eagles

eagles on Bowen

LOUISE LOIK

Editor

 

At this time of year, the eagles and humans who want to see them, traditionally flock to Brackendale for a feast on spawning salmon. This year, with frozen rivers and fewer fish, the eagles haven’t landed.

The average eagle count in Brackendale is 1442, this year there was 1000 fewer birds, the lowest in 30 years or more. The highest was closer to 4000, in ’94. While there is concern that Eagle numbers may be dropping, there have been an increased number of sights elsewhere.

On Bowen, people have seen as many as 15 bald eagles riding a thermal over the southwest tip of the island, and many more have been spotted around the shores.

What may be happening is that the eagles are scattering to various locations where food is more accessible.

Richard Wing, of the Bowen Island Nature Club has seen a significant number of the birds over the southwest side of the island shores but Wing says the data from the bird count on Bowen has not come in yet. In the past, it has been common for around 30 eagles to be sighted.

Eagles and Turkey Vultures are frequently seen together soaring over Bowen, riding the thermals above rock ridges. Both types of birds are similar in size, but the wing shape of the eagles is more tapered when seen in silhouette against the sky. The juvenile eagles lack the white heads and tails of the adults and are more likely to be mistaken for a vulture at a distance.

The wings of a bald eagle span 8’, or nearly 2.5 m across. One powerful flap carries them a great distance. On Bowen I have watched the eagles during mating season somersaulting as if from a cloud, tumbling with talons locked together. They once landed in a bush when they didn’t release claws in time, and another time, they tumbled earthward oblivious to the van that would break their fall. The birds broke their hold on each other just in time, splitting off just above the roof of the van, a flight feather falling to my feet.

Eagles, like owls, can spin their heads to look for prey, and may be able to see prey from a distance of 5 miles, and through water. If an eagle gazes at you, you can sense what it must be like to be prey with a predator assessing your ingestibility. Eagles can spot their prey from five miles away and through water. When they look at you with their yellow eyes, it feels nothing like the gaze of a Canada goose.

Last summer, my daughter and I were out swimming a fair distance from shore by Tunstall Bay when an eagle appeared in a flash, wings and talons outstretched, he skimmed in just over her head, and just in time for me to shout for her to turn, he dropped his talons into a fish that was swimming below the surface between us. In a rush of huge wings, the bird picked up the fish from between us, and was gone. We had not seen the fish in the water at all.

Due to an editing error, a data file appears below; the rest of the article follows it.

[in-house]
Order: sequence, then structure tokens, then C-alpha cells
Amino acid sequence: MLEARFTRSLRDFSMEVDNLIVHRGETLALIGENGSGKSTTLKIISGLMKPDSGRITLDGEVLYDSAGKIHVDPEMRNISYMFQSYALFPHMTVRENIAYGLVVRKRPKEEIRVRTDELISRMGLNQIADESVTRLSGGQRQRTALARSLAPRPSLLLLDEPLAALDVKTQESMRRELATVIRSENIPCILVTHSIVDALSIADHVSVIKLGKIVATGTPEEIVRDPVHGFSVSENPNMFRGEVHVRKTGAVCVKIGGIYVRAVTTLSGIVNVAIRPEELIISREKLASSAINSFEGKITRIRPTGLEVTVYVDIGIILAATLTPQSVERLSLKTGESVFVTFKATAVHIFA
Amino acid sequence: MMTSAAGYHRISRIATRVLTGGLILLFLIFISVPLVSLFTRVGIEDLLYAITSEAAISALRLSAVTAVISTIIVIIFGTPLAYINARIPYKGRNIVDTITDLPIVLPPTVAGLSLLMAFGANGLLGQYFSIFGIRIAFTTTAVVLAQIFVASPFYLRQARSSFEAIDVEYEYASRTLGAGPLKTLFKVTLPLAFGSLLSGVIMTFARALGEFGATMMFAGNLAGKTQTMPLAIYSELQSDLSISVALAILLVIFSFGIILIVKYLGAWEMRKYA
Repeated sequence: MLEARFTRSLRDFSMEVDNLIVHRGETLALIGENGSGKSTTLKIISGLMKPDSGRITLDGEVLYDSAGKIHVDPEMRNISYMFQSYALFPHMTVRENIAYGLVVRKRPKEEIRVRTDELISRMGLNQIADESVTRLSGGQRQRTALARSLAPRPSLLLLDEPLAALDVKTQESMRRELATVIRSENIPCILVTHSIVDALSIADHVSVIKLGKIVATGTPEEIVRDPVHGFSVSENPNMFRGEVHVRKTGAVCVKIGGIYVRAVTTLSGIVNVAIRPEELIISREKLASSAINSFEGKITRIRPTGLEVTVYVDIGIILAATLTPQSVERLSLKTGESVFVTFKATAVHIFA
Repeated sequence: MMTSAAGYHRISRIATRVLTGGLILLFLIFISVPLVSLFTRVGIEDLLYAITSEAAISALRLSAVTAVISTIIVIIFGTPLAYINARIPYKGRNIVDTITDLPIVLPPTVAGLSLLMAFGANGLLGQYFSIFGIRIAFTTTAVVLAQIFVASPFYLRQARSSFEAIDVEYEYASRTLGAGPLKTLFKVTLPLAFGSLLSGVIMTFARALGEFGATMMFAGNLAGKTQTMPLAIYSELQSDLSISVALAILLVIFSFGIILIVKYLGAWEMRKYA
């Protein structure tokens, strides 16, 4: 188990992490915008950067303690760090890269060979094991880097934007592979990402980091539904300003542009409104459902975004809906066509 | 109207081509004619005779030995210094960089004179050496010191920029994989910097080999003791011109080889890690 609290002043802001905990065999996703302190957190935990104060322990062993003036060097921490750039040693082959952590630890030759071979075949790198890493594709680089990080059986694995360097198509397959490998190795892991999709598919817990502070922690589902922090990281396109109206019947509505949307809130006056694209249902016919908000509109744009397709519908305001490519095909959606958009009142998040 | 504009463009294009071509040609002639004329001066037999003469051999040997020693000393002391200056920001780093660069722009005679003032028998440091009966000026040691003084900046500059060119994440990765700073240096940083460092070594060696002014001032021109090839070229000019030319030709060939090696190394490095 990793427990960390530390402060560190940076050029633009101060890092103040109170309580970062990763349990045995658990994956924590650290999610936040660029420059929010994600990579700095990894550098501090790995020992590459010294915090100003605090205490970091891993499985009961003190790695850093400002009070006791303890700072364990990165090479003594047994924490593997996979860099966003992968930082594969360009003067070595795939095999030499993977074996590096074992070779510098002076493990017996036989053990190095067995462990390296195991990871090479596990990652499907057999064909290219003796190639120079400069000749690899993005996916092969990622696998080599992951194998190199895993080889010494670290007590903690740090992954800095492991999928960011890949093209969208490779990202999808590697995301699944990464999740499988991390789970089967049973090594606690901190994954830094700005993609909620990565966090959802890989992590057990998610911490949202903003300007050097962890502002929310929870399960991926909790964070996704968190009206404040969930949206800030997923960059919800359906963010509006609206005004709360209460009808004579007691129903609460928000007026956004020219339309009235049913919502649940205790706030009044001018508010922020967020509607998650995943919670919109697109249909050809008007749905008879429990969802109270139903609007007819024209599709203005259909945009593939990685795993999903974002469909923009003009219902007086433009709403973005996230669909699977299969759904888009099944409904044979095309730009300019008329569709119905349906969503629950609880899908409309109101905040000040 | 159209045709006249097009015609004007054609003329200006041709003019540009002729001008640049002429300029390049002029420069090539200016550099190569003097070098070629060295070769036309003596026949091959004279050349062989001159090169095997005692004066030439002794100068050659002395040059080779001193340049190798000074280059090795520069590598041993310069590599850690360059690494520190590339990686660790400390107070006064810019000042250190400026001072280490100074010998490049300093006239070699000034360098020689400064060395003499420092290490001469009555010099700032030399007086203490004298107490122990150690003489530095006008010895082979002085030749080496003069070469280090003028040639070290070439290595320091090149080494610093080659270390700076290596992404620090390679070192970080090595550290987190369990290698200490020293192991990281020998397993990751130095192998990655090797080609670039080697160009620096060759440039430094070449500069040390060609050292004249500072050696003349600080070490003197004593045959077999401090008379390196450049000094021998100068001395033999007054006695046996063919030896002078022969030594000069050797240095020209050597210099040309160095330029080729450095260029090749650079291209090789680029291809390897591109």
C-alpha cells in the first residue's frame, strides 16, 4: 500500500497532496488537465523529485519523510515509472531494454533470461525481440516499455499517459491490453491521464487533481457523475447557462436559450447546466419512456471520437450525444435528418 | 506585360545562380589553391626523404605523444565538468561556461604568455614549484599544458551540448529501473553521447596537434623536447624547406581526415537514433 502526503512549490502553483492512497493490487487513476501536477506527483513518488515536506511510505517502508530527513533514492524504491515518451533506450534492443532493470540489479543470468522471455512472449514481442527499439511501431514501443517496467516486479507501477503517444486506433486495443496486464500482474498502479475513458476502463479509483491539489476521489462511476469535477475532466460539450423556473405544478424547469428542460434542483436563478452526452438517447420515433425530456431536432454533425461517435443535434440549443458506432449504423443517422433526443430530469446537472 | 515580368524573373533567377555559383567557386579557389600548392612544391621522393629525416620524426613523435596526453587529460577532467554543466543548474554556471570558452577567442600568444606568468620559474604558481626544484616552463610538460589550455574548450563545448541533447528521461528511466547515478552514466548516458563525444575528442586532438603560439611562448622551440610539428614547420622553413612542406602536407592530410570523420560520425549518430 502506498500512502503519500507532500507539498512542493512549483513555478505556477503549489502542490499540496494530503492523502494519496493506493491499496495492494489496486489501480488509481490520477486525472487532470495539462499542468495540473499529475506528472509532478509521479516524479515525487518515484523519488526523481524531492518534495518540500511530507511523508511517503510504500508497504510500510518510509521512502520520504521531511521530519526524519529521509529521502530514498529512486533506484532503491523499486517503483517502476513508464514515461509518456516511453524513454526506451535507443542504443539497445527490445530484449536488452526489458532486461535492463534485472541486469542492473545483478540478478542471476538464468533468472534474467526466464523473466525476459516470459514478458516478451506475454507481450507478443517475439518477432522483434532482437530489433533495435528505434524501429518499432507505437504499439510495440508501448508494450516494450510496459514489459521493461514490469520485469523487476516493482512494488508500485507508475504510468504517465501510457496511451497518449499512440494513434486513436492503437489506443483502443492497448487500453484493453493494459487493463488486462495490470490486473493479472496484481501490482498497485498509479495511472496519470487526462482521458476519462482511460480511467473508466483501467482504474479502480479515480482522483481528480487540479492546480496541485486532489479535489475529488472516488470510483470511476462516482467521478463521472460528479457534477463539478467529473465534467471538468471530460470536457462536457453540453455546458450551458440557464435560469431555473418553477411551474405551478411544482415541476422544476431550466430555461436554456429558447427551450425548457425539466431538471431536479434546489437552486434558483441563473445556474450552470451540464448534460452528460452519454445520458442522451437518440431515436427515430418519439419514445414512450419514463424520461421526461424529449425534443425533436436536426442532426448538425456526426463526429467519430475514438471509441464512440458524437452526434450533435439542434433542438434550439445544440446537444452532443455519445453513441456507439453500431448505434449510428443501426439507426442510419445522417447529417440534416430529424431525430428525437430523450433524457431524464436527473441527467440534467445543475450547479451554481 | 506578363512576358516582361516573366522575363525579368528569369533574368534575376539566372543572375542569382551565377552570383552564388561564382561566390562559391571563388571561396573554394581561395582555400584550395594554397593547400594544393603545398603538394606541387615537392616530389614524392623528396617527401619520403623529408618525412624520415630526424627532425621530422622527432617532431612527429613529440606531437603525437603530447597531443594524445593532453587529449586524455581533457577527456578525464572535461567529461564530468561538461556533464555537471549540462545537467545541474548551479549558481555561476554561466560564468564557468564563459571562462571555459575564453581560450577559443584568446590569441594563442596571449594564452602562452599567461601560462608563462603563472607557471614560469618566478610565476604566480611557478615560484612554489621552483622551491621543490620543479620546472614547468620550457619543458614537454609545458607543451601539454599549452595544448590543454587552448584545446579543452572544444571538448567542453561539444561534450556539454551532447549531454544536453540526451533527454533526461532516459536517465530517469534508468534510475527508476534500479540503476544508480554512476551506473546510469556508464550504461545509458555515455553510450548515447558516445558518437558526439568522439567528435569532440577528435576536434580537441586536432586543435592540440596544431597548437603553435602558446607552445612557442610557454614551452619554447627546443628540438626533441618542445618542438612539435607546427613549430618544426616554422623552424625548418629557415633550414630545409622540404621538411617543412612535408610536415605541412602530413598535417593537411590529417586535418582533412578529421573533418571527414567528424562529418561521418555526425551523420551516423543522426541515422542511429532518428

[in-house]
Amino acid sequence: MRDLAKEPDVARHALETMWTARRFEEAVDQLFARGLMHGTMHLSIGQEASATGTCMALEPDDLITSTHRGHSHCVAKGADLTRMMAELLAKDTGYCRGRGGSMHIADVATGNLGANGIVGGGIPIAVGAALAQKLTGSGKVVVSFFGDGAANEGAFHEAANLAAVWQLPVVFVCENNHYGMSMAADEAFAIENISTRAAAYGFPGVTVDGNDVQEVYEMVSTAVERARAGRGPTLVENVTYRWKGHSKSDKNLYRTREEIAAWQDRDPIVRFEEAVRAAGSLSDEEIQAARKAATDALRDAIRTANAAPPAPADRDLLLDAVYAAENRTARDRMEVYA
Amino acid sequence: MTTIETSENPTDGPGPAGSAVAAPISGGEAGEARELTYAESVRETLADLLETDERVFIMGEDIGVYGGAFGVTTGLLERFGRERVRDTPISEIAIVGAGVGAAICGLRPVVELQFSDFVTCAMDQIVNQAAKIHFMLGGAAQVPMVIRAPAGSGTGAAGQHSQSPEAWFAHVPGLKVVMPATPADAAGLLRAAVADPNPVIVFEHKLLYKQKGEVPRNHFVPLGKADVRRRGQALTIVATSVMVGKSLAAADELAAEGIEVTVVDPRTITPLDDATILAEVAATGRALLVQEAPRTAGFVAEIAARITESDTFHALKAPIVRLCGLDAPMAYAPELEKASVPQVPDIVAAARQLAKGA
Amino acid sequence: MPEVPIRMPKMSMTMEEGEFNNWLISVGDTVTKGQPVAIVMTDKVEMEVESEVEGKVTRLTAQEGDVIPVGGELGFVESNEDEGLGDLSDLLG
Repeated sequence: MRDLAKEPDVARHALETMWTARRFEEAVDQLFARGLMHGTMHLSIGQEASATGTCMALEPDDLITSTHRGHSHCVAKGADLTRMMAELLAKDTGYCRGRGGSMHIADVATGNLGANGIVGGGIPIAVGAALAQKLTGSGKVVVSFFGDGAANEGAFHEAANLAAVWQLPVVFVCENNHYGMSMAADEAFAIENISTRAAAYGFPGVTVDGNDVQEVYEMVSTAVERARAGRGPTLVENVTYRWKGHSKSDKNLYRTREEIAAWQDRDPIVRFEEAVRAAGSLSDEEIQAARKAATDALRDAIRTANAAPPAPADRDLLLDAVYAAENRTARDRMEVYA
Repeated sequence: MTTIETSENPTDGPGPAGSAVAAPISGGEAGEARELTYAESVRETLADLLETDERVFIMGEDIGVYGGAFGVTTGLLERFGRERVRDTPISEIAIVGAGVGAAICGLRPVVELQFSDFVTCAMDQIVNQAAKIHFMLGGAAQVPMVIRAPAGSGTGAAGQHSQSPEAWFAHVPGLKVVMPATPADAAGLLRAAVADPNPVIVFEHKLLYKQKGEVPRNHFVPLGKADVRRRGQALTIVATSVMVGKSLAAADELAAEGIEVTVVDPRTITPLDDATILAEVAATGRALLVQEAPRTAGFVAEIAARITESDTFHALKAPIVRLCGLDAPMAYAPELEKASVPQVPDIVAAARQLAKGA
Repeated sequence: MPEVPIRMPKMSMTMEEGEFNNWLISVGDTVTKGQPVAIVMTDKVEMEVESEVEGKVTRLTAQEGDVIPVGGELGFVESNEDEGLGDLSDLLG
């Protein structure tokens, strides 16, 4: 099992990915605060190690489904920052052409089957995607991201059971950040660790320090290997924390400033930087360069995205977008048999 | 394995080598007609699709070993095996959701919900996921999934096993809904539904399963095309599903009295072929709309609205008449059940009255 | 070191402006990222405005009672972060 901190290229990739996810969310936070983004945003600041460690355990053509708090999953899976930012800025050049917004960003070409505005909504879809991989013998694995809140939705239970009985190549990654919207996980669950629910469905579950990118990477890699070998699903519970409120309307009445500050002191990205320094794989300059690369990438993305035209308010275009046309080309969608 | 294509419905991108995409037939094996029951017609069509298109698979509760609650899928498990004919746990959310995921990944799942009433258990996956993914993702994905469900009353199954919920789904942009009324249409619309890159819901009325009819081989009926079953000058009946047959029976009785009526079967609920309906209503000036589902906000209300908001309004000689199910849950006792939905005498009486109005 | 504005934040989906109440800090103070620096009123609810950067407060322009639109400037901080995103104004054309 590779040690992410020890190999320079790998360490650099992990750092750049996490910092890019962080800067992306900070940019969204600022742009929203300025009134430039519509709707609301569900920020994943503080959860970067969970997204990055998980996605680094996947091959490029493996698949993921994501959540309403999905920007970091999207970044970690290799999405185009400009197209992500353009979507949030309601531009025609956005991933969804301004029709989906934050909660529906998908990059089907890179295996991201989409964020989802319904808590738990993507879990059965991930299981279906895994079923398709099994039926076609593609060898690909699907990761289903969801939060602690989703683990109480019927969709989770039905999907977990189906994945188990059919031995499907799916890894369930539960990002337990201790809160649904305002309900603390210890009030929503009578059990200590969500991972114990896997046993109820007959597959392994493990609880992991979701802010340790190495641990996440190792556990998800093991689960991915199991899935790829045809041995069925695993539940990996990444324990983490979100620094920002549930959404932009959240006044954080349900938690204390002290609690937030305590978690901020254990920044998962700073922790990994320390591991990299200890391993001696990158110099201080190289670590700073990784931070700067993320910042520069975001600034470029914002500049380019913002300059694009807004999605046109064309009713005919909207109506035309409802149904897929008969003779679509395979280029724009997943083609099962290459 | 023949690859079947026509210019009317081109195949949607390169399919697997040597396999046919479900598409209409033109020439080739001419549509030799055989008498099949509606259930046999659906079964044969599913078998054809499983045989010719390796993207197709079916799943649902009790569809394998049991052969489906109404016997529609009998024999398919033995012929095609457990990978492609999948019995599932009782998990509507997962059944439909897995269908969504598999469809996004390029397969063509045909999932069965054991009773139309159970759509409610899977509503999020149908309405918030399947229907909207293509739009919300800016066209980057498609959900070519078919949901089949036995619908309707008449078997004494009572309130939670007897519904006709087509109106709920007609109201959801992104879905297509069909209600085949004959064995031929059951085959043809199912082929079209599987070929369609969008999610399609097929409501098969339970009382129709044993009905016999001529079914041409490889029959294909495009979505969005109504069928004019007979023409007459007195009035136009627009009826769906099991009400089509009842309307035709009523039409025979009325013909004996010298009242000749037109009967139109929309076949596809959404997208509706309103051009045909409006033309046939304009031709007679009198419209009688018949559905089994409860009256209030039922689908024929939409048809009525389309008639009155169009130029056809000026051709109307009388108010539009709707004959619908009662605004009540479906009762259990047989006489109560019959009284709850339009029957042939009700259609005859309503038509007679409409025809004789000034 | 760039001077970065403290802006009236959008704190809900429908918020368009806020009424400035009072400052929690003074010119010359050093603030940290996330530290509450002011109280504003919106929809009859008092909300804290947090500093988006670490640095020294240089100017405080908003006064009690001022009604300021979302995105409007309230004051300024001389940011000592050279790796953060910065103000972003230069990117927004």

I have seen a black lab cower and hide from the golden gaze of eagles. A park ranger on Vancouver Island told me that she had to deal with someone whose dog was taken by an eagle. An eagle isn’t likely to eat a dog but they can pick up fish that weigh up to 15 lbs or nearly 7 kilograms.  Once the talons are in the fish, it is hard for the talons to release. The birds usually take their food to shore where they can use the ground to push away from the food and release their claws. If they catch a heavy fish in deep water the bird may be able to row in a butterfly kind of stoke to get to shore. If the bird can’t release the fish, both will drown.

During salmon spawning season, the eagles are more likely to scavenge dead and dying fish from the edges of a river. On Bowen, one man was known for illegally feeding the eagles pieces of fish he would toss into the sky for the birds. In most cases, eagles stop eating if people approach to within 150 m. Usually an eagle will roost up to 5 km from where they feed.

When the fish are done spawning and eagles have to work harder for a meal, they will take the young from other large bird’s nests. In Snug Cove, we used to see epic battles waged between attacking eagles and the heron parents desperate to protect their young. The outcome was never pretty.

Bald eagles have always had their favourite snags to sit on and scope out the land and sea for food around the island. The trees strong enough to hold the massive nests are hard to find, but the birds are still here. The trees along the water’s edge have been a traditional resting place for eagles. While their bodies blend in with the bark, their white heads are a give-away as to their presence; their heads and the sound of their seagull-like shriek.

By February, the eagle numbers will dwindle, but you can still see the bald eagles year round on Bowen, usually close to the water.

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